The massive Mercy-Class Sealift Command hospital ship USNS Comfort (T-AH 20) arrived off the coast of hurricane ravaged Puerto Rico earlier this week, as a part of a government wide response to the destruction wrought by Hurricane Maria on September 20th.  The ship’s presence came amid a flurry of political posturing and accusations between prominent Americans on either side of the political fence, with President Trump touting the government’s response to the storm as unprecedented, and opponents like Hillary Clinton decrying the slow progress of aid to the region.

Regardless of the politics of the day, the USNS Comfort is equipped to do some real good for the struggling population of Puerto Rico.  The floating medical treatment facility is staffed with more than 800 personnel, including Navy medical and support staff assembled from 22 commands, as well as over 70 civil service mariners trained specifically to support populations in crisis.

Sailors provide medical services in a simulated man-overboard drill held aboard the hospital ship USNS Comfort (T-AH 20) en route to Puerto Rico

The huge vessel boasts one of the largest trauma facilities in the United States, complete with four functioning X-Ray machines, a CAT Scan unit, a full dental suite, optometry lens laboratory, physical therapy center, pharmacy, angiography suite and two oxygen-producing plants.  It is not only a floating hospital, it’s a floating hospital that is likely better equipped than the brick and mortar one in your town.

Volunteer trauma surgeons work to save a patient aboard the USNS Comfort near Haiti

Although the Comfort, and its sister ship that serves as the class’ namesake, the Mercy, are U.S. Navy ships, they come equipped with no offensive capabilities whatsoever, and exist solely to provide care to those in need on a level unrivaled by any other expeditionary organization.  The vessel began its life in 1976 as a San-Clemente class oil tanker named the SS Rose City.  It was converted and renamed in a ceremony on December 1st of 1987, when it began its new life in support of humanitarian operations the world over.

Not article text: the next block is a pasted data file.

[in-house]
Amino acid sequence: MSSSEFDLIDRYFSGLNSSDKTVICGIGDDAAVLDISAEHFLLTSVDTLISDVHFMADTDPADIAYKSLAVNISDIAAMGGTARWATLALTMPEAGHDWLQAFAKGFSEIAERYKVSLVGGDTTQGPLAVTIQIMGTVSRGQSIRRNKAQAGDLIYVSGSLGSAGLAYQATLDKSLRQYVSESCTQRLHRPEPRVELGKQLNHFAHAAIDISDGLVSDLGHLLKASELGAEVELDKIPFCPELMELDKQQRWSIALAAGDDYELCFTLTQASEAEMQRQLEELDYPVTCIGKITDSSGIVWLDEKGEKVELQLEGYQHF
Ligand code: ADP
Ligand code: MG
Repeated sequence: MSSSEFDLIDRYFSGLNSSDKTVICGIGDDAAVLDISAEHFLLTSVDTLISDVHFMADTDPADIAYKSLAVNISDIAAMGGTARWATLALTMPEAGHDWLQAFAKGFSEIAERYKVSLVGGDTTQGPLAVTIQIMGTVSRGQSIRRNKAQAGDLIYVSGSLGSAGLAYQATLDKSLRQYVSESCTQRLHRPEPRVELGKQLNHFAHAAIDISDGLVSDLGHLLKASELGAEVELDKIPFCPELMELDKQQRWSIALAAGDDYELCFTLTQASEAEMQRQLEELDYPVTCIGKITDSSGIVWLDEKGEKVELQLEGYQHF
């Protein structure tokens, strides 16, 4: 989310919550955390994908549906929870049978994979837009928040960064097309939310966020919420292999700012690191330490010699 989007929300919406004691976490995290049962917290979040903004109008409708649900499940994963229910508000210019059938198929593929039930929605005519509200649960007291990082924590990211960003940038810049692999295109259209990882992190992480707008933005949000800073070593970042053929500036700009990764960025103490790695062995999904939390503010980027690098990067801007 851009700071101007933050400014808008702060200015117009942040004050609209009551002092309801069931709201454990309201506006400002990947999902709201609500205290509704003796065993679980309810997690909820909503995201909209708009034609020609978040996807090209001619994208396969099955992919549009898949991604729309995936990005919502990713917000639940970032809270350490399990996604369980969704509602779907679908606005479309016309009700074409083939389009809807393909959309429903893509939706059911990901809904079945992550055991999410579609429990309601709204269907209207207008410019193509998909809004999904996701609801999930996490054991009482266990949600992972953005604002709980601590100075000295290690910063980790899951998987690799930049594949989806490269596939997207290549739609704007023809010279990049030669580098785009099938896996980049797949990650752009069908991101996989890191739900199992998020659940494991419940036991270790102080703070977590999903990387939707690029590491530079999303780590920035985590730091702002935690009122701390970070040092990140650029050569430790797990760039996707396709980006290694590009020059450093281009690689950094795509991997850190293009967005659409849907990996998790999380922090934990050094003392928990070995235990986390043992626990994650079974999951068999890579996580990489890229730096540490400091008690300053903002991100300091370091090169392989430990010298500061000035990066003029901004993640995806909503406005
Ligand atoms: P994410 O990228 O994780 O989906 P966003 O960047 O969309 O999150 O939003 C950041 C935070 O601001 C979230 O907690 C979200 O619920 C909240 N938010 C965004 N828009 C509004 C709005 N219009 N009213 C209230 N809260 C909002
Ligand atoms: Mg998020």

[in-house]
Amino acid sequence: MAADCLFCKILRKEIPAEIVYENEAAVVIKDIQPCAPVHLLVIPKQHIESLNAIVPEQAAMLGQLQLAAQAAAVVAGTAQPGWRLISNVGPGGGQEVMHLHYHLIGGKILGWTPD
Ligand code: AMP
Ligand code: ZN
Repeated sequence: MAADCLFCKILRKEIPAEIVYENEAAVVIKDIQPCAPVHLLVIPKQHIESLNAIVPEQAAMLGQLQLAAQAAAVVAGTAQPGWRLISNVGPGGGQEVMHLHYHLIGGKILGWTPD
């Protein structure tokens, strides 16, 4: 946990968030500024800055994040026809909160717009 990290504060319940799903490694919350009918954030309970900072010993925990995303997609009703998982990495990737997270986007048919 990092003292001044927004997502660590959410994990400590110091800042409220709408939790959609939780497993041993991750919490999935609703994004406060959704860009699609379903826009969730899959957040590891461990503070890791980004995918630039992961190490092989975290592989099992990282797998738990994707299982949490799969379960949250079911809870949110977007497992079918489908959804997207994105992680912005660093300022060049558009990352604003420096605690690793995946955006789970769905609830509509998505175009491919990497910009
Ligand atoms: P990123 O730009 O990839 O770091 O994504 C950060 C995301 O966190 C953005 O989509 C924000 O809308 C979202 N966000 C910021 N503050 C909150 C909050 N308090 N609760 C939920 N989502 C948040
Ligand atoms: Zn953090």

The USNS Comfort from above

More than a thousand beds now fill the empty caverns of the Comfort’s hull, and the ship’s flat deck offers the perfect flight deck for military and civilian helicopters to ferry those in need to and from the massive medical staff on board.  It also offers stable and secure administrative amenities, permitting leaders in disaster stricken areas a place to engage with one another and U.S. Navy personnel to establish the best possible courses of action to suit the needs of those in harm’s way.

Navy Lt. j.g. Shiju SantaNivas treats a patient aboard the Military Sealift Command hospital ship USNS Comfort in San Juan, Puerto Rico, on Oct. 4

Just such a summit on board the Comfort is expected to begin any day now, as Puerto Rican leaders and stake holders in the rescue and relief effort meet in the office space aboard the vessel to coordinate not only the Comfort’s response, but that of the multi-agency and branch governmental effort already underway.

For many in Puerto Rico, things have become desperate.  Much of the island remains without power or clean drinking water, and efforts to repair necessary elements of infrastructure like roads and power lines are underway, but it’s slow, painstaking work.  The arrival of the USNS Comfort doesn’t mean an end to the suffering for many in Puerto Rico, but it does mean a dramatic improvement in the government’s ability to respond to it.

There’s a great deal of work ahead for the crew of the USNS Comfort and for the people of Puerto Rico, but regardless of where you land on the politics of the ship’s timeline, one thing’s for sure, all of America is rooting for them.